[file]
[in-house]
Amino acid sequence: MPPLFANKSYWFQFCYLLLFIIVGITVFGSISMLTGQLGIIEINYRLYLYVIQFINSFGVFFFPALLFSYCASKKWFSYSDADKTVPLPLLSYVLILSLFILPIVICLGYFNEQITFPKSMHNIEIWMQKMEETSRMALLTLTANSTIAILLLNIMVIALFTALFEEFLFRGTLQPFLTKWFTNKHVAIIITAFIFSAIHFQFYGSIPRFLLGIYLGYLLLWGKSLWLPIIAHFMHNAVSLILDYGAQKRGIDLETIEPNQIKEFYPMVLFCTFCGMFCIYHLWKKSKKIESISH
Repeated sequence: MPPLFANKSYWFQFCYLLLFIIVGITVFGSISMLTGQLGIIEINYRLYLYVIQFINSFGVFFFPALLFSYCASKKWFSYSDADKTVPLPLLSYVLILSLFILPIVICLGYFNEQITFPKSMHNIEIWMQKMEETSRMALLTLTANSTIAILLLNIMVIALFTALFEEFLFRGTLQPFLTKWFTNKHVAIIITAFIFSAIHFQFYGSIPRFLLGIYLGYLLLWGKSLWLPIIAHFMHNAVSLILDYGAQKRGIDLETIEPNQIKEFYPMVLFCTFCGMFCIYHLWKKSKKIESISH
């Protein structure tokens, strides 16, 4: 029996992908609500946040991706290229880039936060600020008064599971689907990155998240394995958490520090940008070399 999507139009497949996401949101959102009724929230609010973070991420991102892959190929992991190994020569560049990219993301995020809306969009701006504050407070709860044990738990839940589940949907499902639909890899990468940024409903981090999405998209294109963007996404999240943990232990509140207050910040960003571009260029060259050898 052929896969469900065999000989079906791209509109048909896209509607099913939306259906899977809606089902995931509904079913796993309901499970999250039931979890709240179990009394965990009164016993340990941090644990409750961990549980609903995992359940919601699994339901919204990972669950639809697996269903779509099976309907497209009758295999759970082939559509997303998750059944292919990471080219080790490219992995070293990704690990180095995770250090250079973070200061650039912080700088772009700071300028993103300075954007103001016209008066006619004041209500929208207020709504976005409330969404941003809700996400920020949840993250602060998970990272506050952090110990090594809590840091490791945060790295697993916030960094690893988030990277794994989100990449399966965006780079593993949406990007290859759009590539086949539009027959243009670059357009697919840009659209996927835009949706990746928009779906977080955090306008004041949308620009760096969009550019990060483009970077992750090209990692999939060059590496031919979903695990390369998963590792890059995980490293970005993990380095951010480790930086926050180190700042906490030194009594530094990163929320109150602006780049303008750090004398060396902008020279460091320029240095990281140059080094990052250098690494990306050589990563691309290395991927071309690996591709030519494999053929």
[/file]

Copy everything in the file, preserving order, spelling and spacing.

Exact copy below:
[in-house]
Amino acid sequence: MPPLFANKSYWFQFCYLLLFIIVGITVFGSISMLTGQLGIIEINYRLYLYVIQFINSFGVFFFPALLFSYCASKKWFSYSDADKTVPLPLLSYVLILSLFILPIVICLGYFNEQITFPKSMHNIEIWMQKMEETSRMALLTLTANSTIAILLLNIMVIALFTALFEEFLFRGTLQPFLTKWFTNKHVAIIITAFIFSAIHFQFYGSIPRFLLGIYLGYLLLWGKSLWLPIIAHFMHNAVSLILDYGAQKRGIDLETIEPNQIKEFYPMVLFCTFCGMFCIYHLWKKSKKIESISH
Repeated sequence: MPPLFANKSYWFQFCYLLLFIIVGITVFGSISMLTGQLGIIEINYRLYLYVIQFINSFGVFFFPALLFSYCASKKWFSYSDADKTVPLPLLSYVLILSLFILPIVICLGYFNEQITFPKSMHNIEIWMQKMEETSRMALLTLTANSTIAILLLNIMVIALFTALFEEFLFRGTLQPFLTKWFTNKHVAIIITAFIFSAIHFQFYGSIPRFLLGIYLGYLLLWGKSLWLPIIAHFMHNAVSLILDYGAQKRGIDLETIEPNQIKEFYPMVLFCTFCGMFCIYHLWKKSKKIESISH
């Protein structure tokens, strides 16, 4: 029996992908609500946040991706290229880039936060600020008064599971689907990155998240394995958490520090940008070399 999507139009497949996401949101959102009724929230609010973070991420991102892959190929992991190994020569560049990219993301995020809306969009701006504050407070709860044990738990839940589940949907499902639909890899990468940024409903981090999405998209294109963007996404999240943990232990509140207050910040960003571009260029060259050898 052929896969469900065999000989079906791209509109048909896209509607099913939306259906899977809606089902995931509904079913796993309901499970999250039931979890709240179990009394965990009164016993340990941090644990409750961990549980609903995992359940919601699994339901919204990972669950639809697996269903779509099976309907497209009758295999759970082939559509997303998750059944292919990471080219080790490219992995070293990704690990180095995770250090250079973070200061650039912080700088772009700071300028993103300075954007103001016209008066006619004041209500929208207020709504976005409330969404941003809700996400920020949840993250602060998970990272506050952090110990090594809590840091490791945060790295697993916030960094690893988030990277794994989100990449399966965006780079593993949406990007290859759009590539086949539009027959243009670059357009697919840009659209996927835009949706990746928009779906977080955090306008004041949308620009760096969009550019990060483009970077992750090209990692999939060059590496031919979903695990390369998963590792890059995980490293970005993990380095951010480790930086926050180190700042906490030194009594530094990163929320109150602006780049303008750090004398060396902008020279460091320029240095990281140059080094990052250098690494990306050589990563691309290395991927071309690996591709030519494999053929």